Another Odious Smell

Toni Mancini
Violet Kaye
52 Kemp Street
Tony Mould
The trunk Containing Violet's body
Sussex Police
Sir Norman Birkett

Another Odious Smell.

The Murder of Violet Kaye

The Brighton Trunk Murders are the stuff of legend, two unrelated murders of two women whose remains were left in trunks in 1934. On 17 June  a woman’s torso was found in a trunk at Brighton Station’s left-luggage office by a railman. The legs were found at King’s Cross the next day but the head and arms, however, were never recovered and the identities of the victim, a young pregnant woman, and her murderer were never discovered. Four weeks later, on 15 July, after a tip-off from the Daily Express the police discovered the complete corpse of 41-year-old prostitute Violet Saunders in a trunk at 52 Kemp Street. Although the first murder was almost certainly unrelated to the second, it did lead to the discovery of the second trunk murder.

Order of events

17 June 1934 Trunk containing arms and a torso found at Brighton Railway Station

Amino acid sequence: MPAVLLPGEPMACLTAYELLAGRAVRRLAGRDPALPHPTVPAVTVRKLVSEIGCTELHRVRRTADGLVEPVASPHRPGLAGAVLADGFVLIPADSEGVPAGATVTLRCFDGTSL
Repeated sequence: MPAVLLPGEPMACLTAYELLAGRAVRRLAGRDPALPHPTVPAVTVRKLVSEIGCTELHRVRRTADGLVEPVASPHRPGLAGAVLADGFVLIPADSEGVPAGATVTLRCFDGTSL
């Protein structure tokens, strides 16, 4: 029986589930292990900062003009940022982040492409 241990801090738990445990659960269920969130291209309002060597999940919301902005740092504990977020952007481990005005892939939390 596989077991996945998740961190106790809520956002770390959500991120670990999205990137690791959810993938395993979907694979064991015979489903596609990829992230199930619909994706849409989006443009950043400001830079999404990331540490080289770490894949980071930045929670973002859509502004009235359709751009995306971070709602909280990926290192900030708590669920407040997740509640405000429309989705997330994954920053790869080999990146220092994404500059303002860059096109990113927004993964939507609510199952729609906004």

18 June 1934 Trunk containing two limbs found at Kings Cross Railway Station
15 July 1934 Violet Kaye’s body found at Mancini’s lodgings 52 Kemp Street, Brighton
17 July 1934 Mancini charged with the murder of Violet Kaye
10 December 1934 Mancini’s trial begins at Lewes Assizes
14 December 1934 Mancini found not guilty

Toni Mancini

Born in 1908 Mancini was a violent, unpredictable, petty criminal and fairground boxer who in his early days worked as a heavy for the London Gangster ‘Harry Boy’ Sabini. In May he was working at the Skylark Café between the piers as a cook, waiter and handyman.